Let’s be clear: Employees deserve to be paid what they’re owed, and anyone who tries to cheat them deserves to be punished. But the state needs to make a distinction between those who are truly trying to cheat their employees and those who make mistakes because they struggle to understand what’s required of them under some very vague and convoluted laws.
The wage theft law enacted this summer doesn’t distinguish between errors and deliberate cheating. Penalties can include significant jail time for employers, so making that distinction is important. That’s why a top priority for NJBIA this fall is fixing the wage theft law.
Navigating the complexities of wage and hour laws are often a challenge for employers, whether new or experienced. As just one small example, see this “clarification” below made by the US Department of Labor in a recent opinion letter:
“… your employer must, after paying the annual bonus, recalculate the regular rate for each workweek in the bonus period and pay the overtime compensation due on the annual bonus. See 29 C.F.R. § 778.209(a). As previously discussed, however, your employer need not include the annual bonus in the regular rate calculation until the employer can ascertain the weekly amount of the bonus at the end of the bonus period.”
Failure to pay wages was already a crime when this law was enacted. It encompassed overtime, misclassification of employees, minimum wage and accounting for all of the time worked. The new law didn’t change any of the requirements; it simply increases penalties for these crimes, including fines of up to 200% of the amount of wages owed on top of the back pay and up to five years in prison.
The law also unnecessarily broadens the definition of retaliation under state wage and hour laws to include any adverse action against an employee within 90 days of the employee making a complaint. Unfortunately, what constitutes an “adverse action” has been interpreted differently by the courts and government agencies. If an employee comes to work intoxicated, can an employer still punish him if he has recently filed a wage complaint? If the business loses a contract and an employee is reassigned, can the employee claim that’s an adverse action if the employee has a pending wage complaint?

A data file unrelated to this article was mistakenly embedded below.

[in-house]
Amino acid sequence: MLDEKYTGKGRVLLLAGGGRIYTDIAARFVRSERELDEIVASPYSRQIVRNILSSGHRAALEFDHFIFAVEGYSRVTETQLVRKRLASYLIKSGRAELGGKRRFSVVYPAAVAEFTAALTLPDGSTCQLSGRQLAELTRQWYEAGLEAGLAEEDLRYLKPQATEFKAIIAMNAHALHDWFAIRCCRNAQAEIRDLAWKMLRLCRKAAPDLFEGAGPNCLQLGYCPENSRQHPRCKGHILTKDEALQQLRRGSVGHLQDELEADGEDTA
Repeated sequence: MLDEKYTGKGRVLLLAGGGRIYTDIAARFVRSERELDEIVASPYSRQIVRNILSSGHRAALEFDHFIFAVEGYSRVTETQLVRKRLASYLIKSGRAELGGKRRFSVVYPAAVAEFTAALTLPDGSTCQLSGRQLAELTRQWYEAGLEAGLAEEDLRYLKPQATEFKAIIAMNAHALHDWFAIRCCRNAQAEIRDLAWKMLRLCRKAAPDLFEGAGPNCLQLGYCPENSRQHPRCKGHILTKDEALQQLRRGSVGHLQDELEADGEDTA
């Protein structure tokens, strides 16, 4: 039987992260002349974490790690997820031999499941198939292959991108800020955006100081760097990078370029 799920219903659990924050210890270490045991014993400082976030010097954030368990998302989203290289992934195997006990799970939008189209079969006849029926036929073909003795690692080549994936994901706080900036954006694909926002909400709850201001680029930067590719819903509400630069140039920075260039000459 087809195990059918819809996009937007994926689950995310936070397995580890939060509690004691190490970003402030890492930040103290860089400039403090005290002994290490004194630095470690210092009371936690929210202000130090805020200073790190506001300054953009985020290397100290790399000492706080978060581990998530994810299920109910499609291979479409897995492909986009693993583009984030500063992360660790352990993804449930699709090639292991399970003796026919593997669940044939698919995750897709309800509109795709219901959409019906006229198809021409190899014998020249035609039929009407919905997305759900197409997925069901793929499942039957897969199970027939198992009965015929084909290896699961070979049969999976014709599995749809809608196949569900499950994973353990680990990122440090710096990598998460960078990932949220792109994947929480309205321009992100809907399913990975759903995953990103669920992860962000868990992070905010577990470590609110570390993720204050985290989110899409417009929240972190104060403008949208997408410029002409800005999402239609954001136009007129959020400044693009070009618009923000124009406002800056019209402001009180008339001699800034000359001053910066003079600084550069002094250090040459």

On top of that, the law makes businesses responsible for the actions of their contractors, stating employers are subject to joint and several liability and share civil legal responsibility for any violations. It’s just another way in which a business owner, acting in good faith, could be subject to these severe penalties.
Fixing these problems is pretty simple; a few wording changes and clarifications would do the trick. NJBIA is asking for amendments to the law that would protect businesses from overly punitive penalties for inadvertent violations made in good faith. Provisions that threaten jail time for a pattern of wage nonpayments must include knowledge that an action constitutes a violation of law. Additionally, we are asking for the joint liability section of the law to be amended to clarify that employers are only responsible for the actions of their contractors if they knew what their contractors were up to.
NJBIA looks forward to working with the Legislature to develop a wage theft bill that targets those who are the problem instead of punishing businesses that operate openly and honestly, but not flawlessly.
Let’s make that happen. After all, no one wants to see working people cheated out of their pay, especially the overwhelming majority of business owners who try to play by the rules.
To access more business news, visit NJB News Now.Related Articles: